The reasons for this resilience are fairly intuitive. Educated women—and, very likely, their partners—worked from home at higher rates, which not only kept them safer from infection and minimized the chances that they’d lose their job but also allowed them to better juggle care and work. In Goldin’s words, advanced schooling “inoculated” workers from the economic impact of the coronavirus. Thanks to generous government-aid programs and a booming stock market, savings and net wealth improved during the pandemic—in all income groups, but especially among more affluent households. This extra money may help explain the baby boom in the laptop class, Hannes Schwandt, one of the authors of the fertility paper, told me. For them, the coronavirus actually offered a good opportunity to start a family.
The narrative followed a much different arc for low-income women and those who hadn’t gone to college. The COVID-related drops in employment were far steeper and more persistent among those with less education, according to Goldin’s analysis. Mothers without a degree, particularly those with very young kids, had an especially sluggish recovery; they continued to lose jobs in 2021, even as employment exceeded pre-pandemic levels for highly skilled mothers of toddlers. Black women were also hit particularly hard. Other research has found similar disparities. For example, a preliminary version of a new study showed that school closures did push some women out of the labor force, but mostly those working low-paying jobs. And though some couples fell into a more traditional male-breadwinner/female-caretaker pattern in 2020, the share of dual earners remains below its pre-COVID rate only among families in which neither partner has a four-year degree. Fertility was also marked by such inequality. Births among women without a college degree declined during the pandemic and never fully recovered. Fertility among Black women also dipped in early 2021 and never entirely bounced back. For those women, there was actually a COVID baby bust.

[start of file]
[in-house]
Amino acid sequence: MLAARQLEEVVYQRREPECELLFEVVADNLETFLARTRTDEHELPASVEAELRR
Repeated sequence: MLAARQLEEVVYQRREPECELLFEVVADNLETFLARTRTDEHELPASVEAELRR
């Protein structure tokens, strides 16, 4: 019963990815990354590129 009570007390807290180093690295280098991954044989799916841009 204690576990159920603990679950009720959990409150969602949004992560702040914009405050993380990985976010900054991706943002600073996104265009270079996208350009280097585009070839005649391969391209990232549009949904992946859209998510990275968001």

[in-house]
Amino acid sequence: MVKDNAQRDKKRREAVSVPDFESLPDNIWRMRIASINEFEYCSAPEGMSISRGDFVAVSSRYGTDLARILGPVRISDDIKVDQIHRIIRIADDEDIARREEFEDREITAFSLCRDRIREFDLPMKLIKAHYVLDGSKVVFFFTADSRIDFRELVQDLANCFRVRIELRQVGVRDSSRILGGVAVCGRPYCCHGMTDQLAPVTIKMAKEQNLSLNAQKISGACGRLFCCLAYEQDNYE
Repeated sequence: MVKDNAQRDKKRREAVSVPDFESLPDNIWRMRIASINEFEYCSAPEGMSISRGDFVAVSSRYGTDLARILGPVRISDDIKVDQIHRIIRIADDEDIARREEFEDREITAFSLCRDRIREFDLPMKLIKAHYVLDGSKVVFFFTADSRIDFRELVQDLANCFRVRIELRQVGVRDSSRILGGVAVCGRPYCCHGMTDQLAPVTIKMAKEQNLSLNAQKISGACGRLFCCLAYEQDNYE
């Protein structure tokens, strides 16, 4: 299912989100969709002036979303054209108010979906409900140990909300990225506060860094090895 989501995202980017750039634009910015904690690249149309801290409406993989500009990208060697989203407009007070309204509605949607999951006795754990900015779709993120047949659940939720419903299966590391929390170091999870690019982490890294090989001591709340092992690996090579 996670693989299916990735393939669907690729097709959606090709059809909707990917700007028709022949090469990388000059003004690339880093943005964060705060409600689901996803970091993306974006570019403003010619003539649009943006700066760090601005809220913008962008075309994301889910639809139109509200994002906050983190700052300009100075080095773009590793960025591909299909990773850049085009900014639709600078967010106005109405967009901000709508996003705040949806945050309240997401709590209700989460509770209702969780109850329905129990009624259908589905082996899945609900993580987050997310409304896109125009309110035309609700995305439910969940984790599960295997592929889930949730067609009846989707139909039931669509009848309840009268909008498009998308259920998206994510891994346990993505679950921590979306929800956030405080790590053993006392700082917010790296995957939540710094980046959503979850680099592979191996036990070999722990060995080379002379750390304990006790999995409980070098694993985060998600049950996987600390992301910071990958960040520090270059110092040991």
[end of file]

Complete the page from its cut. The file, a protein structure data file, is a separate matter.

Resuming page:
Poor and less-educated women were not as well insulated from the pandemic’s blows. They left the labor force in greater numbers because they were much more likely to work in service jobs highly susceptible to layoffs, and more likely to face challenges with child care: Most low-income mothers couldn’t work remotely and care for their kids during the workday, and they had less saved to help them afford the ballooning prices of babysitting or day care, an industry that is still in shambles. Under circumstances like these, it’s not surprising that fewer poor women had kids.